There is no reason why the great mass of consumer products purchased in European countries and the US should on a daily basis be shipped 7,000-10,000 kilometers from the People’s Republic of China to Western destinations. Shortening transportation links from producers to consumers would significantly reduce the consumption of transportation fuel, thereby significantly mitigating the environmental impact of economic activity.
This fundamental readjustment of manufacturing and trade relations can only be accomplished by national governments that are guided by national interests and not the imperative of building the New World Order. A modern nationalist ideology will demonstrate to the individual concerned about his personal welfare that a nation-state can protect his economic interests against the depredations of international finance.
The concept of individual freedom that the globalists are marketing abroad is fudging the boundary between social reality and fantasy. The global masters of the checkbook are trying to recruit new adherents by holding out the promise of a paradise of unlimited choices. As they integrate ever-larger masses of people into ever larger political and economic entities, the one-world hegemonists are urging young people to pursue their dreams in the world at large. This open-minded attitude, however, does not reflect noble intentions. In reality, the globalists are more interested in enlarging their freedom to choose, and not the freedom of choice of the broad working masses.
It is precisely the uncontrolled movement of labor and capital that permits the large banks and multinational corporations to act without restraint towards workers and the democratically-elected national governments. Liberal immigration and foreign investment policies give employers the opportunity to lower wages and also gradually dismantle social security systems, which were brought into this world by none other than the nation-states. If mobile capital determines that the level of labor market flexibility is not to its liking, it can move to another country, where workers’ interests are not respected. Sometimes it is enough to merely raise the threat of relocating, and the employers’ demands will be promptly satisfied.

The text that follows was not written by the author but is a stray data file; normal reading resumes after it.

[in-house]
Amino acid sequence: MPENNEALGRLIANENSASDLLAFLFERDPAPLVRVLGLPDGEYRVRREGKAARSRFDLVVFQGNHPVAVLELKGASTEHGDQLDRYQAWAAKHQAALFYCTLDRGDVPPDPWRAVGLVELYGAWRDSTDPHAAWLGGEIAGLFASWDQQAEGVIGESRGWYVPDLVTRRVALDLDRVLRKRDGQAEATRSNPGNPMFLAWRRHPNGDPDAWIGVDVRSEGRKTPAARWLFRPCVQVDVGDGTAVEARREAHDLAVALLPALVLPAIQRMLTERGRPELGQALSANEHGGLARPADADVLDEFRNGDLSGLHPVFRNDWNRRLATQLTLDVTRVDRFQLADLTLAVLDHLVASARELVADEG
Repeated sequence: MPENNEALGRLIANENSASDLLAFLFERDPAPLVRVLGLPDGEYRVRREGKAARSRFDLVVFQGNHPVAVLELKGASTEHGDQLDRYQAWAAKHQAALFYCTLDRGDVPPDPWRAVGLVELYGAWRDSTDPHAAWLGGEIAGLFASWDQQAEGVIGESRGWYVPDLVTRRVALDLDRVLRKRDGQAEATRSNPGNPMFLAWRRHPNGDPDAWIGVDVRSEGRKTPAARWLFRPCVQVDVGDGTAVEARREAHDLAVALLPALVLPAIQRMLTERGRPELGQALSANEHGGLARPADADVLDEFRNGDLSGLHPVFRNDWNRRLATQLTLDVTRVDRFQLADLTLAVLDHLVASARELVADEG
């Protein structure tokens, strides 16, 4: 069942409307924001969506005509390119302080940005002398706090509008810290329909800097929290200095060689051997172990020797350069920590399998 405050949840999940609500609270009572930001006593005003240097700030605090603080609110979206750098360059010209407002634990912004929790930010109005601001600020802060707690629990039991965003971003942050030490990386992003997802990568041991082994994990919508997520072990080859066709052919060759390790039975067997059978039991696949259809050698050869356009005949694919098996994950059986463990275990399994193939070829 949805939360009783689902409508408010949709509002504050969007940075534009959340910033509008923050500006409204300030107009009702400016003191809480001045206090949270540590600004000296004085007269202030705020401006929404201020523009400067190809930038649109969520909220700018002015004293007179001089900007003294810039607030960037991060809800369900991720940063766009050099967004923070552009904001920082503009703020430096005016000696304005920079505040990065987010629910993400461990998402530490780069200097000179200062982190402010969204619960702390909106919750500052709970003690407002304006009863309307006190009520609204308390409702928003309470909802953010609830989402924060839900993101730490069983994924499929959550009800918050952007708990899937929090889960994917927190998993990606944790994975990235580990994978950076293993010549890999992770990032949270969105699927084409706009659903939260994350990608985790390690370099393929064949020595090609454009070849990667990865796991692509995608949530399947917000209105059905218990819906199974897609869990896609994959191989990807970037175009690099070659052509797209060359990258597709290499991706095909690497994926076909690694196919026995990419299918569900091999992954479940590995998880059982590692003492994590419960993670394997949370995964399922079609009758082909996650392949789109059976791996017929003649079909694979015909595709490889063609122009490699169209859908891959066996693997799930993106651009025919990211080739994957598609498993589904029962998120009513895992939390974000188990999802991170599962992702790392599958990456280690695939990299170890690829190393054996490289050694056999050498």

International finance has taken advantage of the economic stagnation that is afflicting Spain, Italy, and Greece to demand wholesale cutbacks in social protection. Employers in the European Union are constantly looking for ways to keep more of the profits for themselves, while unloading the social costs of their activities onto society’s shoulders.
Before the onset of globalization, European nation-states reined in this kind of anti-social behavior by the wealthy. But now that multinationals and big banks have become stronger than nation-states, the lone individual finds it harder to defend himself against international capital without the help of a national government or a self-assertive national community. As the politically conscious individual weighs the options and chooses whether to become a citizen of the world or stay true to his country of birth, he should bear in mind the nature of the New World Order that is in process of creation and the long-term prospects for his personal interests.
The one-world enthusiasts are creating a global business climate which will be characterized by an extremely flexible labor market. The emphasis will be on extracting short-term financial benefits for the super-rich while evading long-term commitments to the workers or society. In the ideal world of the international oligarchs, national governments would be excluded from any influence on the bilateral relations between employers and employees.
A self-assertive national community should demand the right to form a strong, national state that would serve as an effective bulwark protecting the individual from the abuse of power by the globalist moneyed interests. A truly independent state, organized in accordance with the national idea, will enunciate clear criteria by which the people will be able to judge its performance. The national state will proclaim as its highest calling the strengthening of the national community. This will allow its citizens to judge independently whether their state will grow or decline in terms of population size, employment opportunities, and purchasing power.